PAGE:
We are grateful for the generous support of: Imperial London Hotels Ltd., Pizza Sophia, Generator London, GLP, M&J, Waitrose, Saucy Restaurant and Camden Council. We are also grateful to Camden for arranging the road closure and street cleaning, to Richard Sharples for designing our publicity and to The Brunswick, for allowing us to use their land again. Thanks also to our willing band of volunteers for decorating the street, stewarding and stalls co-ordination.
What does the family mean to you? Yeah – the world. But what about the idea of ‘family’? Is that changing, as our lives become stretched in time and place, though better connected by tech? How does our idea of family compare to other times? How is it different across cultures?
Families in our neighbourhood today face many challenges – bringing up children in a modern city, combining work and family, coping with the distances between family members across generations. Or sometimes the opposite – dealing with the pressures of generations living close together in small, crowded flats.
If these are questions which interest or prompt some thoughts, you might like to know about a new Britsh Museum project (we are lucky to have these places on our doorstep). It’s the latest in the Museum’s Object Journeys scheme, a community project that began in 2015 and lets people research and explore the museum collections and produce displays, events and digital content.
The BM’s Kayte McSweeney says, “Object Journeys is about learning, researching and exploring together and is designed to facilitate a genuine sharing and exchanging of knowledge. The current project aims to explore the theme of ‘care within the family’. This is a wide theme, as we would like our community partners to both shape and lead its direction. We would like the project to use our collections from the Americas and Oceania but there may be opportunities to bring in objects from other places too.”
Kayte is looking to work a group of adults (over 18’s) from different cultural heritage backgrounds and a mix of gender and age to help think about this subject, leading to the creation of a new public display that will open in Summer 2018. The project will include sessions at the museum, delving into its object stores, and some independent research.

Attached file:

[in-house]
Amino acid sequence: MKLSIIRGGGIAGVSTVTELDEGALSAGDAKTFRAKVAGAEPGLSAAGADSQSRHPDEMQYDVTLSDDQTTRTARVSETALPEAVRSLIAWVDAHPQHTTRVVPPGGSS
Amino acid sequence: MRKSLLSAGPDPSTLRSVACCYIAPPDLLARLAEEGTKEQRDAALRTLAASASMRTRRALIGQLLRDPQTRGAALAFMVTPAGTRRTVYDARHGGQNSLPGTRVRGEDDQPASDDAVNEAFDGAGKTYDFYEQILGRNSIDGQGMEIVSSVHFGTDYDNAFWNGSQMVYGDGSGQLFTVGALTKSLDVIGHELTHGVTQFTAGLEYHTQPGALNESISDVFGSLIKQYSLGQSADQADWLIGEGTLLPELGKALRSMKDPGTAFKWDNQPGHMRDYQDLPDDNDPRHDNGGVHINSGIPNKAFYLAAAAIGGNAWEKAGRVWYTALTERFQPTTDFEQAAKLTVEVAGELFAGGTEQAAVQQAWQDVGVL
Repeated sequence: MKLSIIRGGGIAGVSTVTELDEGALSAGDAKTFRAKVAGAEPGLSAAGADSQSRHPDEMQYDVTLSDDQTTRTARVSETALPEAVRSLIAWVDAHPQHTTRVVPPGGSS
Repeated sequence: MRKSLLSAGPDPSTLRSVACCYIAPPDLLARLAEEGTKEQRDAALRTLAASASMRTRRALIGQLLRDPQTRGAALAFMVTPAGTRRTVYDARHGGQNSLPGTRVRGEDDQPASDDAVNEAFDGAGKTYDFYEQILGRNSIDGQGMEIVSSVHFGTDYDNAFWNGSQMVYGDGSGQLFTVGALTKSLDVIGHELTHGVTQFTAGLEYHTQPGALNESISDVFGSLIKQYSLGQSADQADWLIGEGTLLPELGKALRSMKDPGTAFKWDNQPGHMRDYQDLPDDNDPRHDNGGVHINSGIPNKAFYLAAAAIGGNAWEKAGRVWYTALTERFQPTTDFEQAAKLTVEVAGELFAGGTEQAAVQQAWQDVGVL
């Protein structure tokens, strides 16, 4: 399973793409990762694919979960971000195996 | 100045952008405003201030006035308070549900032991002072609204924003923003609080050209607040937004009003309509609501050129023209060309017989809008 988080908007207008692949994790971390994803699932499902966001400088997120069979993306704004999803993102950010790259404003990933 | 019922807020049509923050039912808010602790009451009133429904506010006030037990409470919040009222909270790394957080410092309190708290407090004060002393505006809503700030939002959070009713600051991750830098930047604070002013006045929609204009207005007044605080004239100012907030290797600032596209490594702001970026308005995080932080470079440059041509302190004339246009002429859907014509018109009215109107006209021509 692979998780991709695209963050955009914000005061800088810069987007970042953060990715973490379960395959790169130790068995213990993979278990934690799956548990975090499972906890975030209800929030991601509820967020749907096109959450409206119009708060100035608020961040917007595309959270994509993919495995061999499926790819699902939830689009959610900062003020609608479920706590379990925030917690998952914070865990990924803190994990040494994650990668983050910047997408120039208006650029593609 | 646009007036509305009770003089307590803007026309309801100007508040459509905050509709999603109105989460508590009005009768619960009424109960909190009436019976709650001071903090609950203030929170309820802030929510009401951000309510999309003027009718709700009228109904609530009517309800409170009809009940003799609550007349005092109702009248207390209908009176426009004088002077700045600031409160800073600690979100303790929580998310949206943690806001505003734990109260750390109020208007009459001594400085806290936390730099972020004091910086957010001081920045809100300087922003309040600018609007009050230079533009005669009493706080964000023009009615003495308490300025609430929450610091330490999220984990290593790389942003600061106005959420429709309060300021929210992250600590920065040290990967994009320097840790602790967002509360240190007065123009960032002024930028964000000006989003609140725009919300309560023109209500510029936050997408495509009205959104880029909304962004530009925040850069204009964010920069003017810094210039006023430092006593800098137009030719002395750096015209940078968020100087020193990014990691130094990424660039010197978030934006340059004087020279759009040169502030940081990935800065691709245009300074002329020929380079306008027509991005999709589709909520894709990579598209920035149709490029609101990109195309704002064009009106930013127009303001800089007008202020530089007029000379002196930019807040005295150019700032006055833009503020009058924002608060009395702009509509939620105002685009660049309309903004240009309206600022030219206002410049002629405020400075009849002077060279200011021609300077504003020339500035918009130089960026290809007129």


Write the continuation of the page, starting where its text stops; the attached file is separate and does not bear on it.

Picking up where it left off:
If you’d like to see what might come out of it, here’s two they did earlier – a project in 2015 that worked with the Somali community to produce a new Museum display, and a new display curated by a community of Kiribati (Central Pacific) people living in the UK.
The image, by the way, is ‘A Bloomsbury Family’ depicting the artist William Nicholson and his family, and painted just over a century ago in 1907. Nicholson’s wife, the painter Mabel Pryde, is standing by the door. Sitting at the table from left to right are the Nicholson children: Nancy, who married the writer Robert Graves; Tony, who died during the war in 1918; and Ben, who would become Britain’s foremost abstract artist. For some reason it’s in the Scottish National Gallery in Edinburgh. Maybe the BM should get it on loan?
The Camden Safer Steets team has just released a new ‘Streetsafe app’. You can now report rough sleepers and incidents of street activity in real time from your phone or tablet. To download the app, visit the link on the Camden SST website.
It’s intended as an extra, not a replacement, SST tells us. If you prefer, you can still call or email.
Will be interesting to hear how people find this – a helpful way of using tech to assist rough sleepers and keep the streets safer? And from the Safer Streets team – will be good to know how it is working, and has it made a difference? Do let us know ….